“Suddenly the night has grown colder. . . God of love preparing to depart.”
•From the Leonard Cohen song, ‘Alexandra Leaving’

It’s 9:00 AM and still pretty dark beyond my kitchen window. As I write this, we are ten days from the solstice and the hours of light are tightening here in north of normal. I’ve never been north of 60° with the winter solstice looming.

As Nancy and I planned for our time in the Yukon, it wasn’t so much the cold or bugs that had me worried. No, it was more so the brief hours of daylight.

Yukoners recommended that we try to get out for at least an hour each day to stave off any effects of Seasonal Affective Disorder or SAD. Whether we are splitting firewood, shoveling snow, skiing or snowshoeing it is important to give ourselves a daily dose of natural daylight to combat potential depression symptoms associated with SAD. Midday is the time to get outside and tend to chores or play.

In the early 20th century, hundreds of miles of telegraph wire were raised through the British Columbia and Yukon wilderness. Some of the remote stations had two operators. It was not unusual, particularly during the dark winter, for the companions to harbor a pronounced dislike for each other. Imprisoned by winter and likely the affects of SAD, personalities often brooded for months.

We are nearing a tipping point for the year. Physically, the northern pole is tipped maximally away from the sun. In less than two weeks we will march towards spring as the minutes of daylight begin to out compete the minutes of darkness. However there is deception at play. Though the daylight increases, in northerly latitudes we can expect the coldest weather in the coming month or two.

Up here, I am more aware of the shift of seasons. And anything that creates a keener sense of awareness is a good thing. For example, photographer mentors of mine have always told me to put the camera away at midday. The sun is too bright and intense. Sunlight at both ends of the day must shine make through more atmosphere and is not so harsh. Consequently, you tend to get more dramatic photos.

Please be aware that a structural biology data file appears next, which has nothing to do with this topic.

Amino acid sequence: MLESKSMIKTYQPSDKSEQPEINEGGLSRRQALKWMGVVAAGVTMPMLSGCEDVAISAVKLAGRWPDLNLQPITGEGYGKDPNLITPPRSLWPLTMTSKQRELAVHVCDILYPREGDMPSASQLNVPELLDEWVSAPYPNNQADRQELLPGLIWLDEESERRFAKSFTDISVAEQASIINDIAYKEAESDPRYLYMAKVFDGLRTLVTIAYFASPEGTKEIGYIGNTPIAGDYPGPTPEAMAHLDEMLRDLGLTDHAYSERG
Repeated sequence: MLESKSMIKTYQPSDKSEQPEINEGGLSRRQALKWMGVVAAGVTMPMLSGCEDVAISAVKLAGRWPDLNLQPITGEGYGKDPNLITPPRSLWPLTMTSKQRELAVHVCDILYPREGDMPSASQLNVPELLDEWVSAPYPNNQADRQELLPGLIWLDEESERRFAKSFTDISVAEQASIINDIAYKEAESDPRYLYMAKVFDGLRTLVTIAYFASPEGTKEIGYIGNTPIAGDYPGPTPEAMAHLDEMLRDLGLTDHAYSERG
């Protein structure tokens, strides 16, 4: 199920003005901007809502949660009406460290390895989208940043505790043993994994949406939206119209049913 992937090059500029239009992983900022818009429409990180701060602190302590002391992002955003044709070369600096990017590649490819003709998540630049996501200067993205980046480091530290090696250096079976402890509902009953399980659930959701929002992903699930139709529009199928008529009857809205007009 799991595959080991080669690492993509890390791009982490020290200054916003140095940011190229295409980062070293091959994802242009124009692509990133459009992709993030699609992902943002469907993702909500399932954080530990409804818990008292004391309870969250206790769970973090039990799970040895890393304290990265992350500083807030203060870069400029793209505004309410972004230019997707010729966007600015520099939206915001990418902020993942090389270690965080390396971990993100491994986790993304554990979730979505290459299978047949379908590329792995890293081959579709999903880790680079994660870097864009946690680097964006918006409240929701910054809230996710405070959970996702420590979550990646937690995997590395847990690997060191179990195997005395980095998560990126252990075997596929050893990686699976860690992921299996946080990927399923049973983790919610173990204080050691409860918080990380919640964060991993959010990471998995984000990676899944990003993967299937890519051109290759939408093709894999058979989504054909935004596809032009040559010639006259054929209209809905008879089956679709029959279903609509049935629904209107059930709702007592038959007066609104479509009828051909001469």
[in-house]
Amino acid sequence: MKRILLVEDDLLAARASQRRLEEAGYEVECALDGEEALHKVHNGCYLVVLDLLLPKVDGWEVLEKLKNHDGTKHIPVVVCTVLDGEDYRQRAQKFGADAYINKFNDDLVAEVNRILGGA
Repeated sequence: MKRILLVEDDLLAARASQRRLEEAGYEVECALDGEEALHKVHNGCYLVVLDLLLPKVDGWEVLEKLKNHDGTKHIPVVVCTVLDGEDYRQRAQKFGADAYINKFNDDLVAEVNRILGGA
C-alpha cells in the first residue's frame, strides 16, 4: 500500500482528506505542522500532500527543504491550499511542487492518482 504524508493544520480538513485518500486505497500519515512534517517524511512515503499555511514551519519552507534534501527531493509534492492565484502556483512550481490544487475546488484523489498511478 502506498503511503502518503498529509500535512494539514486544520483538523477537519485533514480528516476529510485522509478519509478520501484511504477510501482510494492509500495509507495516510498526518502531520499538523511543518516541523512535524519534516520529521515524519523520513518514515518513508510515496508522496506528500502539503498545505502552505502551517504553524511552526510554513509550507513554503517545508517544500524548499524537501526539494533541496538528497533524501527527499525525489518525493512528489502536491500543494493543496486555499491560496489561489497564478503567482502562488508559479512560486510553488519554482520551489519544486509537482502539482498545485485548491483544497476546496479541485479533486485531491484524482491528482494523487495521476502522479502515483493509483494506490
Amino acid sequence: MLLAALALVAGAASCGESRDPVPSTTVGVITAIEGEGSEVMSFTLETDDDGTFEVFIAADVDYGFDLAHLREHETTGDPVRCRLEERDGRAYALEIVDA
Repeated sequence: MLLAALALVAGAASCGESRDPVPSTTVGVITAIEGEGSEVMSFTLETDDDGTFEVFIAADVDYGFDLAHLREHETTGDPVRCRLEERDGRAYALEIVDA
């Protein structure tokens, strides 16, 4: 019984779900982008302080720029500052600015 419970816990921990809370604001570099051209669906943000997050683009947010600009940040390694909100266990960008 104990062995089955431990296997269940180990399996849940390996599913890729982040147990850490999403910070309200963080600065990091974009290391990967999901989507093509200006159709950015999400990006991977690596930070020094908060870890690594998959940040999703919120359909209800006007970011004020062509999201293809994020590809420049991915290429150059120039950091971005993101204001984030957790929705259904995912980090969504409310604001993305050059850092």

I am finding that same low-angled sunlight is perfect for shooting photos at high noon. Perhaps I should say at “low noon.” At midday, the sun is barely scraping over the treetops and then almost as quickly it arcs towards the horizon again. It has an eerie aspect about it, not unlike the light given off when there is a partial solar eclipse.

The winter solstice, that moment when daylight is most minimal, the word solstice literally means, “sun standing still.” On the backside of the winter solstice we witness the sun returning to it’s annual march northward.

Author Lewis Mumford, historian and noted for his work on urban architecture, wrote, “Without fullness of experience, length of days is nothing. . . .” Those words seem especially poignant for me right now. While some would say we are approaching the death or the end of a calendar year. I would argue that it is only a segment of the arc that makes a complete circle. The seasons are not linear, like a calendar. Instead, they are cyclical.

It has been said, that among early Americans (aborigines), the short days of winter inspired annual bouts of storytelling. For many tribes, animals symbolized various segments of life. For instance, the black bear was a sign of introspection. The bear disappeared in winter and became dormant to . . . think about things. And so it is with me, as the tipping point nears I find myself thinking more about things. Things like slopes of party-colored flowers, the wash of warm sun on my face in early May and going barefoot outdoors.

Ironically I find it comforting to know that we are tipping towards January. And January towards February and so on, until my mukluks and wool sox are pulled off and my pallid feet venture outdoors.